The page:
Stocks in Net search companies are hitting new heights in response to Yahoo's $575 million buy of European e-commerce provider Kelkoo and InfoSpace's $160 million bid for Switchboard.
The health of the market for paid search listings seems to justify the climbing stock prices to some extent. Still, others warn of another mania-driven bubble.
On the same day, InfoSpace targeted another fast-growing search niche in its $160 million, a provider of online yellow pages listings. The deal is expected to help the company expand local search listings, an area Yahoo and Google have .
The buying spree has pushed the stocks of Internet search companies to dizzying heights, including those of little-known players such as Mamma.com, whose shares jumped from about $2 in early March to more than $10. The company is backed by dot-com bubble investor extraordinaire Mark Cuban, whoto Yahoo in 1999 for stock worth more than $5 billion, and cashed out near the top.
Others benefiting from unbridled investor interest in search properties include Ask Jeeves, which was trading near its 52-week high of $34.20 a share late Friday, from a 52-week low of $6.70. Earlier this month, the company announced afor about $343 million in cash and stock.
Shares in InfoSpace jumped nearly 15 percent after its deal was announced Friday, up $4.70 to $36.45. Yahoo shares were up just 19 cents, or 0.4 percent, to $47.13.
The Internet search frenzy isn't limited to Wall Street. The current issue of Newsweek features a cover story on Google--despite such newsworthy events as the war in Iraq, more bloodshed in Palestine and Israel, and the U.S. presidential elections.
Not exactly household names, Google co-founders Sergey Brin and Larry Page grace the pages of the giant newsweekly under the banner "The New Age of Google."
This kind of attention caps a run-up that has been under way for the better part of two years, leading some analysts to renew warnings of a potential stock bubble in the making. "There are some companies whose recent stock appreciation I just can't rationalize," said Schwab Soundview Capital Markets analyst Jordan Rohan. "It seems like a generalization that all search stock should go up."
Analysts said the market fever has been driven in part by the early success of paid search services pioneered by Yahoo's Overture Services subsidiary and Google's Adwords service. Sales from keyword searchesof the total $1.75 billion in online ad revenue in the third quarter of 2003, according to online-advertising trade group the Internet Advertising Bureau.
"There's a lot of hype around (paid search), but there's a lot of legitimate spending by marketers to drive traffic and sales online," said David Schatsky, an analyst with Jupiter Research. "Even though marketers are telling us they're not sure if they're spending correctly on paid search, they see the benefit."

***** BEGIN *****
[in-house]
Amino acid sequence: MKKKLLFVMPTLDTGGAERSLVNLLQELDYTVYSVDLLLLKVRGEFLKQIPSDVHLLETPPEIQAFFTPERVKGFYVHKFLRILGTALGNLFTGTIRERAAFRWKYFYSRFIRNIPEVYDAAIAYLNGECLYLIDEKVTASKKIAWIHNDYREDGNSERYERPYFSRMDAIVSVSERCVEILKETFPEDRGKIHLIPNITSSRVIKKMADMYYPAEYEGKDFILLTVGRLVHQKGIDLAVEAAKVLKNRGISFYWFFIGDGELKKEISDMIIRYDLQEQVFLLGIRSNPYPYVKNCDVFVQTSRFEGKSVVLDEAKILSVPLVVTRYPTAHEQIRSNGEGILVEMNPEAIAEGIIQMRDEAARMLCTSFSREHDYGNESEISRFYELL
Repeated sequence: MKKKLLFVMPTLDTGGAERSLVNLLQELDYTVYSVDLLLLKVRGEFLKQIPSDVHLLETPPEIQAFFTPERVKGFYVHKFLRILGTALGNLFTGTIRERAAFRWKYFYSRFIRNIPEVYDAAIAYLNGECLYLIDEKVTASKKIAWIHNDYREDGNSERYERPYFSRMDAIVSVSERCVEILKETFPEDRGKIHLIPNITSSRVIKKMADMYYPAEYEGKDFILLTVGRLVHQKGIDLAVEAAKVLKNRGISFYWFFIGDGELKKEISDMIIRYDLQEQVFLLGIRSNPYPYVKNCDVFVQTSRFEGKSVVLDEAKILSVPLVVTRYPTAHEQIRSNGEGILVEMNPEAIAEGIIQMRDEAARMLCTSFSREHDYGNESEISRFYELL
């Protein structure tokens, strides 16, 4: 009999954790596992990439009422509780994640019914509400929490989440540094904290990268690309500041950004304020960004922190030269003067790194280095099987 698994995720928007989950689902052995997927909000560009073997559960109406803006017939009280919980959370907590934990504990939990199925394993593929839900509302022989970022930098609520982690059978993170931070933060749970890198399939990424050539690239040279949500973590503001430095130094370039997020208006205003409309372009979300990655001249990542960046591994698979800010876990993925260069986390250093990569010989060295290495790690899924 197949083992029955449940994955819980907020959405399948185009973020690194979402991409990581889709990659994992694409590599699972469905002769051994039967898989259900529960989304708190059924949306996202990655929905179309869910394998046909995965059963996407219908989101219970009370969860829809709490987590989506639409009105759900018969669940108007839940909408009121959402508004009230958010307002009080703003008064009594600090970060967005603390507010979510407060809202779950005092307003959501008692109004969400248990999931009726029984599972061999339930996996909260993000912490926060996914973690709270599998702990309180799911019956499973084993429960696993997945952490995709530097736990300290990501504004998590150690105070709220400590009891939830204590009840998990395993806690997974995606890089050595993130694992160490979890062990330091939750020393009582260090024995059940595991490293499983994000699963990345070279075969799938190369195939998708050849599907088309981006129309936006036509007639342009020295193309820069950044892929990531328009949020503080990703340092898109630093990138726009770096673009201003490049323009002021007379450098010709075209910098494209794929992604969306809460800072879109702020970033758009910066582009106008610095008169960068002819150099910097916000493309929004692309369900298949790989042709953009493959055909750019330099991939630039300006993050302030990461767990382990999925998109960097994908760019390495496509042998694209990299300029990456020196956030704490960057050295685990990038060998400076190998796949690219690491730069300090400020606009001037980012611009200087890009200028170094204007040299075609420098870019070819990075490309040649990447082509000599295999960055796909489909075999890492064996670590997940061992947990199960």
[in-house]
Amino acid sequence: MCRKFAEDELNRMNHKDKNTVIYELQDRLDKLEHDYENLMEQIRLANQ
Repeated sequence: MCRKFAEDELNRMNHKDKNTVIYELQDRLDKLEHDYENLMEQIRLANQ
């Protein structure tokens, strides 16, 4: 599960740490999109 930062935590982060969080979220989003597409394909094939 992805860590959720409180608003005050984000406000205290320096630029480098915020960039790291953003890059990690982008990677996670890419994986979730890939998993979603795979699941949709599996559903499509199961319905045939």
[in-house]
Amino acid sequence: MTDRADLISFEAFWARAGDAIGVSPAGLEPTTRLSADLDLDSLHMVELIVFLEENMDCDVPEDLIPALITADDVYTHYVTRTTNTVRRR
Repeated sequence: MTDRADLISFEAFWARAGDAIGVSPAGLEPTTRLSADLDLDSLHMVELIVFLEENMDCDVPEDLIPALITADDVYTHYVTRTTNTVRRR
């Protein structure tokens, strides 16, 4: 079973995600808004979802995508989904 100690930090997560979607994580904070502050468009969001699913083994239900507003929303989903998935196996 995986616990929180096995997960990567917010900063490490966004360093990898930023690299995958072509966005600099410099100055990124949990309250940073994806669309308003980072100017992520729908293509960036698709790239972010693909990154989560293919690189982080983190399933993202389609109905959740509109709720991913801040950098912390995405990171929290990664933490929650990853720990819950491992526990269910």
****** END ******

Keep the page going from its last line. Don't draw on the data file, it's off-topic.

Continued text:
Off-the-rack or do-it-yourself?
Yahoo has been funding much of the current search bonanza, having announced acquisitions worth more than $2.5 billion since it first jumped into the market in December 2002 by .
Yahoo's acquisition run has cemented its position as the Web's biggest buyer of search technology to date, given that its biggest competitors in search--widely seen as Google and Microsoft--have opted to build rather than buy their way to the top of the market.
On Thursday, Microsoft CEO Steve Ballmer said heon in-house search research and development in the past, but said the company has addressed the oversight and plans to unveil its own search product within the next 12 months.
"Not only do I think Microsoft is capable of building extraordinary search technology, I believe Microsoft is hell-bent on developing that technology in Redmond (Wash.) without a material acquisition," said Rohan. "That is the Microsoft way."
Google has also relied largely on building its own technology, although it has made some small acquisitions. The company in September paid an undisclosed sum for Kaltix, a search start-upto search queries.
Other Web giants, including Amazon, have hired search experts in-house, suggesting they may hope to spawn their own search technologies, rather than hit the acquisition trail. Amazon last year launched ato develop e-commerce search and later dubbed "Search Inside the Book" that lets readers scan through portions of books and read before they buy.
Yahoo has long been known for its strategy of snapping up companies to boost its business--drawing some criticism during the dot-com bubble for outsized stock-funded deals, notably the Broadcast.com buy and its $4.5 billion 1999.
But analysts said they believe Yahoo's search acquisition strategy is sound.
"I think they're deploying a strategy of buy the proven concept, buy the popular site in a geography or category," said Frank Gristina, an analyst with Avondale Partners. "If you have the resources, it's certainly a viable growth strategy."
In addition to Kelkoo and Inktomi, Yahoo snapped up Chinese search companyin November 2003 for an announced $120 million and Overture Services, in a July 2003 at the time.
In buying Overture, Yahoo also picked up two companies acquired by its target: AltaVista, whichin February 2003, and the Web search , picked up the same month for $70 million, with an additional $30 million contingent on meeting certain incentives.
Yahoo said its Kelkoo purchase will expand its international business and give advertisers a more effective way to reach prospective buyers.
"Fundamentally, this makes us the worldwide online shopping leader, which is a key part of our global business strategy," John Marcom, senior vice president of Yahoo International, said in an interview. "Kelkoo gives us the ability to expand our presence with shoppers and offers another way for merchants and advertisers to reach exactly the audience they are looking for."
CNET News.com's Matt Hines contributed to this report.